Maine Panel Embraces Mandatory Health Coverage

By | December 26, 2006

Elected officials should consider increases in a variety of state taxes as they look for ways to make health insurance available to more Mainers, a panel that’s been studying the issue for several months voted last week.

The Blue Ribbon Commission on Dirigo Health also voted to ask the governor’s office to look into the idea of creating a system of mandated employer group coverage for workers, and requiring individuals above certain income levels to get coverage for themselves.

The commission’s recommendations to fund Maine’s Dirigo Health program and expand health coverage to the 130,000 Mainers who lack insurance will be bound in a report and submitted to Gov. John Baldacci, who created the panel earlier this year.

Baldacci will then submit an omnibus bill to the Legislature incorporating reforms he believes have merit, said Trish Riley, director of the Governor’s Office for Health Policy and Finance.

“You’ve done a great deal for the people of Maine, if some of our really good suggestions get adopted,” Sandra Featherman, chairwoman of the Blue Ribbon Commission, said as it completed its work. “This is history-making if it works and we’ve taken some big steps.”

In a series of votes, the commission expressed support for increasing taxes on cigarettes, snacks, soda, beer and wine to pay for expanded health coverage. The panel did not say all of those taxes need to be raised, leaving open options that some could be adopted and others not.

It also voted to continue to draw support from millions of dollars in savings resulting from fewer bad debts and less charity care needed as more people receive health insurance. Reforms to make individual coverage more affordable were also embraced.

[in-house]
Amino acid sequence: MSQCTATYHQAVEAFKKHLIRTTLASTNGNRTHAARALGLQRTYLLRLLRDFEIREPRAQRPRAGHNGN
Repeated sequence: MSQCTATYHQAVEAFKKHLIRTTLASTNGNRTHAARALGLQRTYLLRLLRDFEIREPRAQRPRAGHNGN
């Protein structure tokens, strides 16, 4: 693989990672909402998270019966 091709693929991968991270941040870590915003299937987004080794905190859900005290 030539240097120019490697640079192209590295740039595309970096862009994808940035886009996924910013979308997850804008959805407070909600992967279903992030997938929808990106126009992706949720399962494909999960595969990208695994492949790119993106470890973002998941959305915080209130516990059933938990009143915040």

But the commission rejected proposals calling for the ideas of payroll taxes, insurance premium taxes and increased sales taxes.

Featherman said that while there were major differences among the commission members, everyone agreed that Maine must expand health care access.

“This is tough stuff,” she said.

The proposals calling for employer and individual insurance mandates borrow from programs that have already been adopted in a handful of other states, including Massachusetts. Everyone in Massachusetts will be required to have health insurance by July 2007, or face tax penalties.

Poor and lower-income Massachusetts residents will have access to government subsidized plans. Businesses with 11 or more full-time workers must offer health insurance to their employees or pay annual fees of $295 per worker. Companies that take other steps to insure workers can avoid the fees.

An employer mandate will not sit well with Maine businesses, said David Clough, state director of the National Federation of Independent Business.

“NFIB will oppose this outrageous and ill-conceived proposal,” Clough said in an e-mail. “The commission failed to consider the effects on small-business owners.”

Maine’s first step toward universal health care came with passage of Baldacci’s Dirigo Health program in 2003, which the governor said was providing 10,000 individuals and small businesses access to affordable health insurance as of this summer.

Dirigo will cost the state $57 million next year, administration officials say.

Members of the blue ribbon panel included representatives of business, insurers, consumers, labor, the Dirigo Health Agency Board, enrolled Dirigo businesses and the Governor’s Office of Health Policy and Finance.

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